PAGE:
One little known casualty of Brexit may well be the right to transport found in Article 9 of Regulation (EU) No 181/2011. The UK has made full use of the available exceptions. In particular, the UK has deferred until 1 March 2018 the Article 16 requirement that bus and coach drivers undertake disability awareness training (though the Paulley judgment means that companies would be well advised in any event to ensure such training).

Given successive government’s failures to remove or mitigate barriers to travel faced by disabled people daily, Paulley can only be of help.

Furthermore, from a legal perspective the Supreme Court’s judgment in Paulley represents a sea change.

Contrast the approach and reasoning with that in London Borough of Lewisham v Malcolm back in 2008. In Malcolm, the narrow construction that ended the scope for disability-related discrimination claims was chosen explicitly to protect the rights of landlords. As Lord Neuberger put it:

“where the wider construction would involve private rights being taken away without compensation, potentially in circumstances which could reasonably be regarded as extraordinary and positively penal, the policy arguments appear to me to point in favour of the narrower construction.” [148]

The purpose of the Disability Discrimination Act was seen as being of lesser importance.

Since the Equality Act 2010 reversed Malcolm, there has been increasing recognition of the strength of the extra protection to be afforded to disabled people.

In Aster Communities Ltd v Akerman-Livingstone, for example, another case in the context of disability discrimination by a landlord, Lord Neuberger described the protection of s35(1)(b) of the Equality Act as “an extra, and a more specific, stronger right afforded to disabled occupiers over and above’ Article 8 of the Human Rights Act.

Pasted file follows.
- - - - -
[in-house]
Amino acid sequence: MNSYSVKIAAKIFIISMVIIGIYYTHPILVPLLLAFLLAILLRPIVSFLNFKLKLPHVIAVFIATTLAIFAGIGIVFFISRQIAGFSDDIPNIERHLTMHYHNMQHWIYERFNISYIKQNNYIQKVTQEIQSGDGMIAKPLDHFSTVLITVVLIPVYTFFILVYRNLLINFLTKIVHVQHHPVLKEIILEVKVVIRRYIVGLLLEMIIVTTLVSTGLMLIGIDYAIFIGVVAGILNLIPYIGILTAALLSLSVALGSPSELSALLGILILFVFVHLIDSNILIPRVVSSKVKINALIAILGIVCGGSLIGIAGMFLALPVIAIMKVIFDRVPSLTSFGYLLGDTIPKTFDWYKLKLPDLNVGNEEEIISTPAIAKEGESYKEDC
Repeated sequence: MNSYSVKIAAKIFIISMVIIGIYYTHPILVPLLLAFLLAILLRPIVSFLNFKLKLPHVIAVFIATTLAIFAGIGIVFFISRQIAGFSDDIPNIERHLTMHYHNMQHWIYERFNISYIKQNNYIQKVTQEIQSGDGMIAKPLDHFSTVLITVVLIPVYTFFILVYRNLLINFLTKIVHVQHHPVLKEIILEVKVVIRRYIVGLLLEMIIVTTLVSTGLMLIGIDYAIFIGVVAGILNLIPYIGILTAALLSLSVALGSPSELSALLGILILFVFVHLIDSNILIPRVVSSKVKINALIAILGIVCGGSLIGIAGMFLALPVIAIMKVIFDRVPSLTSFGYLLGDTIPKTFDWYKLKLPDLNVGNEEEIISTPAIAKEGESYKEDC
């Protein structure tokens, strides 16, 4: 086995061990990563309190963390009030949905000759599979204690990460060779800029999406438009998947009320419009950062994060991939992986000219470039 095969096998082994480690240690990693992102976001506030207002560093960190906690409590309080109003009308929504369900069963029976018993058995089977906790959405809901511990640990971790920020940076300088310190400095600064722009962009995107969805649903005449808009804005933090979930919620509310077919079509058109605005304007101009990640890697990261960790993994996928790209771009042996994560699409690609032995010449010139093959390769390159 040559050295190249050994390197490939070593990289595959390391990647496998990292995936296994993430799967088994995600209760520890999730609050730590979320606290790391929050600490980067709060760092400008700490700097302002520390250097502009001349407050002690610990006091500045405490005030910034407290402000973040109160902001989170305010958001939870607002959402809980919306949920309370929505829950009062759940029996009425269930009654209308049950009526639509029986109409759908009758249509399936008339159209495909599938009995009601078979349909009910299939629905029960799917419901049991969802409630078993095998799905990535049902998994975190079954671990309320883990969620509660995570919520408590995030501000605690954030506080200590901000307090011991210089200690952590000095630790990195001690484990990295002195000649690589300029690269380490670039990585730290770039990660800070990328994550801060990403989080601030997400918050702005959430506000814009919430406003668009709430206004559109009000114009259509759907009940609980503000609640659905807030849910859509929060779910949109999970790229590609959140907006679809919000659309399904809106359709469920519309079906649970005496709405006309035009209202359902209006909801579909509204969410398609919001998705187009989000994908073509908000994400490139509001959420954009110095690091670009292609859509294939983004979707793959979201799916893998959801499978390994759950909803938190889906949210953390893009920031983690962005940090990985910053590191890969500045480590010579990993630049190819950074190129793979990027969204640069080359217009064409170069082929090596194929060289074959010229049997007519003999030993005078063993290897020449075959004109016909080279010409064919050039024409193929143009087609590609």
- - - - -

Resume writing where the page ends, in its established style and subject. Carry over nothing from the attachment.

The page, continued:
Despite the focus on potential conflict in Paulley, it was not conclusive. A difficulty in securing reasonable adjustments in the face of competing demands was excluded as a factor when deciding whether a particular adjustment was reasonable. As Lord Toulson put it:

“I am not aware of a legal principle which prevents a service provider from adopting a requirement just because securing compliance with it will or may depend on moral pressure….. The concept of ‘reasonable adjustments’ … is intensely practical. Much human behaviour is governed by expectation and convention rather than legal enforcement.” [83]

What next?

So where does all this leave the rights of disabled people and what are the practical implications of the judgment?

It would be a mistake to say that the judgment in this case has not moved things on (excuse the pun). Whilst there was no finding of discrimination (hence no damages) there was a unanimous finding of breach of the Act. The Respondent had not done enough. In different circumstances – or indeed if there had been express findings of fact – there could have been a finding of discrimination, with the damages and, perhaps more importantly in non-employment cases, injunctive relief that can flow from such a finding.

Bus – and indeed other service providers with spaces reserved for wheelchair users – will need to revisit their policies to ensure that they advise drivers of the steps that they need to take if the space is occupied. They will need to do more than simply ask someone to move from the space; they will need to pressurise them to do so, ideally by saying that they are required to move. And if that person does not, then they may need to stop the bus from moving on to give that person time to move. Assistance with, for example, folding the pushchair may also need to be given. New policies will also require training.

It is likely, given the publicity generated by the case, that there will be an increase in cases brought by disabled people. We have already seen a number of these. This is a complicated area of law though and it needs to be properly argued – the Respondent in Paulley attempted to rely on Black v Arriva North East Ltd [2013] EqLR 558 where essentially the same policy as in the Paulley case had been held to be lawful. However that case was poorly argued and defended and as a result the judgment was full of errors. It was of no assistance to the Respondent in the end. It is important for those using the Equality Act 2010, particularly relying on the complex disability provisions, to seek the best possible assistance – something that Cloisters is adept at.